[Antimicrobial susceptibility and frequency of occurrence of clinical blood isolates in Sfax-Tunisia (1993-1998)].Pathol Biol (Paris). 2004 Mar; 52(2):82-8.PB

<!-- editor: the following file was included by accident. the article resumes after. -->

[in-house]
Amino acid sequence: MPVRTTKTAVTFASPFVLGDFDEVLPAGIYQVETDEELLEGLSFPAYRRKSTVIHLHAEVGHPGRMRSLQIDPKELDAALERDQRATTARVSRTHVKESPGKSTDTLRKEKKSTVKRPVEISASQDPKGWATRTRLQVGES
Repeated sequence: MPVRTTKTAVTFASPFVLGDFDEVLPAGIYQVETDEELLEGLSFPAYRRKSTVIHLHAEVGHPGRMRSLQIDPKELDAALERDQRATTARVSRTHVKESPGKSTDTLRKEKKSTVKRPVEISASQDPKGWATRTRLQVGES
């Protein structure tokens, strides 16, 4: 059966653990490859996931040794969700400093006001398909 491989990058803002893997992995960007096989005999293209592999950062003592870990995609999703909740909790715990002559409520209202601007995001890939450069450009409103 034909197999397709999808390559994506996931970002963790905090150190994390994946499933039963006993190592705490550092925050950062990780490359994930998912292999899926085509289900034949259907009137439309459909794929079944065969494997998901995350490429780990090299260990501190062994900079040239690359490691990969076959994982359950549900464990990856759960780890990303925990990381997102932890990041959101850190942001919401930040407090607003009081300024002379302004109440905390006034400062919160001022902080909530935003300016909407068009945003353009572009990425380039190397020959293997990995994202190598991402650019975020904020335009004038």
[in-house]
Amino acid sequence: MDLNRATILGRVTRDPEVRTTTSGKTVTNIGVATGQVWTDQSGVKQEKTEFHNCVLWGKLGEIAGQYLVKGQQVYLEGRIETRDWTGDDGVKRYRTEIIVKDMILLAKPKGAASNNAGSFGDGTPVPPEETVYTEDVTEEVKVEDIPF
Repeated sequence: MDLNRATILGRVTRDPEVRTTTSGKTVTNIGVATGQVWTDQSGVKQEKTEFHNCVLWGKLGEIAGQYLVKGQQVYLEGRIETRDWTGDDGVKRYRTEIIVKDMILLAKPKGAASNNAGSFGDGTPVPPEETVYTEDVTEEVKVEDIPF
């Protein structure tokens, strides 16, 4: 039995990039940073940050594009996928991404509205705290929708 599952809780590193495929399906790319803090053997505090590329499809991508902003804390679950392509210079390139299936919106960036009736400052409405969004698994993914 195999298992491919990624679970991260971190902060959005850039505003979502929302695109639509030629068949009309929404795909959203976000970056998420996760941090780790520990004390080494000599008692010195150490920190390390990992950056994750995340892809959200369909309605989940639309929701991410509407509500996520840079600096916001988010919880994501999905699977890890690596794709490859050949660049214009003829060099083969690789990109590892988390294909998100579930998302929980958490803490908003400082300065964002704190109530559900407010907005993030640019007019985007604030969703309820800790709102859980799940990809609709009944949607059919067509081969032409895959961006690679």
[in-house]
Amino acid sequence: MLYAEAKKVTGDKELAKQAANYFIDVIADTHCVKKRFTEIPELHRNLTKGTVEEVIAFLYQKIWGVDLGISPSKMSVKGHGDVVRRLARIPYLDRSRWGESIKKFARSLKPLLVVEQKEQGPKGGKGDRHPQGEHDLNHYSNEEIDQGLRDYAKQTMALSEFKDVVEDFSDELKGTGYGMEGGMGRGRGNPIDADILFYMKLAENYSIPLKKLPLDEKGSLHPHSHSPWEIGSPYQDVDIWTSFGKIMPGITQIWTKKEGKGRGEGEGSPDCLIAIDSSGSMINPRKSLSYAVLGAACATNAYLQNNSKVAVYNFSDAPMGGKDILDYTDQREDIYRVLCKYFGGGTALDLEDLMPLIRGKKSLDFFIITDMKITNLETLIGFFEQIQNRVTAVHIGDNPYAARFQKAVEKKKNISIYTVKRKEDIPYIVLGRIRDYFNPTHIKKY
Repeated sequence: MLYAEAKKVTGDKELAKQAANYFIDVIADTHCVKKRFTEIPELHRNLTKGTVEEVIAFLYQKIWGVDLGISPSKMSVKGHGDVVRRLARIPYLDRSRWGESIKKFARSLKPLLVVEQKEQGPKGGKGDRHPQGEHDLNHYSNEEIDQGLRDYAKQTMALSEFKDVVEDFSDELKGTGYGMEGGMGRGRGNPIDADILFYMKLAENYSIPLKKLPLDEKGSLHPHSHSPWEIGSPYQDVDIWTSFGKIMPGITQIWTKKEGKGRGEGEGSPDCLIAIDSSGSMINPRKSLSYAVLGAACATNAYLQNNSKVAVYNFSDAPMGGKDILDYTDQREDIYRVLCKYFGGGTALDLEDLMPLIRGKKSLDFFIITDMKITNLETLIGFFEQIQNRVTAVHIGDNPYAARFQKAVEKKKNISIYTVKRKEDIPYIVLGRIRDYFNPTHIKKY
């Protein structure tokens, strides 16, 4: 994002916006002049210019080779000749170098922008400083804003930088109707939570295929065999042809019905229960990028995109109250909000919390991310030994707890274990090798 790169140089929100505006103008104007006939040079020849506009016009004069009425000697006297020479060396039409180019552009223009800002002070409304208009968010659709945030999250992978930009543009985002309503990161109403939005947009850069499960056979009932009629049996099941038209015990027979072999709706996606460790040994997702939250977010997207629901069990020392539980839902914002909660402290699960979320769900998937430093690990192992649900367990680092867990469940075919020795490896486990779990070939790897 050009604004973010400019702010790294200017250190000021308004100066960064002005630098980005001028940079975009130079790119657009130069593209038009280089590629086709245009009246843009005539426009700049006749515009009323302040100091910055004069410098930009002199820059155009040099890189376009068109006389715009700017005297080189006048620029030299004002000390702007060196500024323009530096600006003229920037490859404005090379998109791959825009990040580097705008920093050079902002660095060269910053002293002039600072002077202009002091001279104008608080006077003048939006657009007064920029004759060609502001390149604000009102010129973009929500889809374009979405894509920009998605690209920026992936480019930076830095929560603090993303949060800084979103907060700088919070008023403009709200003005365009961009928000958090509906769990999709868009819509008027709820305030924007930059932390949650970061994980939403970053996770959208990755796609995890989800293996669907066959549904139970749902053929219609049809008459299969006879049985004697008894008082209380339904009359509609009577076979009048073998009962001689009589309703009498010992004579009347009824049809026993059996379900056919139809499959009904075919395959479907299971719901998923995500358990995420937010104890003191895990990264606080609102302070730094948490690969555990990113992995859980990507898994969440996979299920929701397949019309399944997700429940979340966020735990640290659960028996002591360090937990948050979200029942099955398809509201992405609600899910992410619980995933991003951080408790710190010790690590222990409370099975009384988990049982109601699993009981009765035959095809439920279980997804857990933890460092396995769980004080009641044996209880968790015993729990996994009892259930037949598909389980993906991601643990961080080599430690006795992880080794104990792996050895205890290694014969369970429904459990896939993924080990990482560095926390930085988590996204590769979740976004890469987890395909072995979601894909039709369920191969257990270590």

Antimicrobial susceptibility and frequency of occurrence of clinical blood isolates in Sfax-Tunisia (1993-1998). The choice of antimicrobial therapy for the treatment of bacteremia is often empirical and based on the knowledge of susceptibility profiles of the most common bacteria causing such infections. This study determines the bacterial etiology of bacteremic episodes and antimicrobial susceptibility patterns recorded at a teaching hospital, from January 1993 to December 1998. We collected 2979 strains responsible for bacteremia. Gram negative bacteria were predominant (60%). The organisms recovered most frequently were Staphylococcus aureus (18.9%), Escherichia coli (14.7%), Klebsiella pneumoniae (14%) and Pseudomonas aeruginosa (7.6%). The incidence of resistance to methicillin were 17.4% for Staphylococcus aureus and 26.8% for coagulase negative Staphylococcus. No resistance to glycopeptides was observed among the enterococci and staphylococci studied. 27.7% of enterobacteriaceae were resistant to third generation cephalosporins. Imipenem was the most active agent against gram negative bacteria. To carry out a surveillance of bacteremic episodes occurring at every hospital, it is necessary to provide valuable information which should be the basis for effective empiric therapy.